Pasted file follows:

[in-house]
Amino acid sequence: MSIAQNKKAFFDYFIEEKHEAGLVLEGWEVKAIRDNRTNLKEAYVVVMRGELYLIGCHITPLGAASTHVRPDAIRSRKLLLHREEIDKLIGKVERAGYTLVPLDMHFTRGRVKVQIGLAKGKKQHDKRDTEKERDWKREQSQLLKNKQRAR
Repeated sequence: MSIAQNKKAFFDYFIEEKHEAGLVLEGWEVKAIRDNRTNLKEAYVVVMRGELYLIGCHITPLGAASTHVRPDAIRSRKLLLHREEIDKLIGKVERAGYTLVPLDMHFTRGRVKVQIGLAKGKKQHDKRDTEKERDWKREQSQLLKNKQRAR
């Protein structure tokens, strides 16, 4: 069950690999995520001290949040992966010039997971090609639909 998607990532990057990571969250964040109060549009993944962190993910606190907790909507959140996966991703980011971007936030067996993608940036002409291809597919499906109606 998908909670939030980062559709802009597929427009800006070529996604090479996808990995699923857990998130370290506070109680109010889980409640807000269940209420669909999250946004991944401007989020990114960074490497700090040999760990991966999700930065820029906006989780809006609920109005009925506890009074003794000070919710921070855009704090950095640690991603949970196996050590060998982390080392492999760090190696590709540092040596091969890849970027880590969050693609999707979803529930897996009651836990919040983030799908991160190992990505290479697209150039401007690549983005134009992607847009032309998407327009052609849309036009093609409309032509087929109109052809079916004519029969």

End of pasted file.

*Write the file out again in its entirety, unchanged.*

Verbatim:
[in-house]
Amino acid sequence: MSIAQNKKAFFDYFIEEKHEAGLVLEGWEVKAIRDNRTNLKEAYVVVMRGELYLIGCHITPLGAASTHVRPDAIRSRKLLLHREEIDKLIGKVERAGYTLVPLDMHFTRGRVKVQIGLAKGKKQHDKRDTEKERDWKREQSQLLKNKQRAR
Repeated sequence: MSIAQNKKAFFDYFIEEKHEAGLVLEGWEVKAIRDNRTNLKEAYVVVMRGELYLIGCHITPLGAASTHVRPDAIRSRKLLLHREEIDKLIGKVERAGYTLVPLDMHFTRGRVKVQIGLAKGKKQHDKRDTEKERDWKREQSQLLKNKQRAR
């Protein structure tokens, strides 16, 4: 069950690999995520001290949040992966010039997971090609639909 998607990532990057990571969250964040109060549009993944962190993910606190907790909507959140996966991703980011971007936030067996993608940036002409291809597919499906109606 998908909670939030980062559709802009597929427009800006070529996604090479996808990995699923857990998130370290506070109680109010889980409640807000269940209420669909999250946004991944401007989020990114960074490497700090040999760990991966999700930065820029906006989780809006609920109005009925506890009074003794000070919710921070855009704090950095640690991603949970196996050590060998982390080392492999760090190696590709540092040596091969890849970027880590969050693609999707979803529930897996009651836990919040983030799908991160190992990505290479697209150039401007690549983005134009992607847009032309998407327009052609849309036009093609409309032509087929109109052809079916004519029969």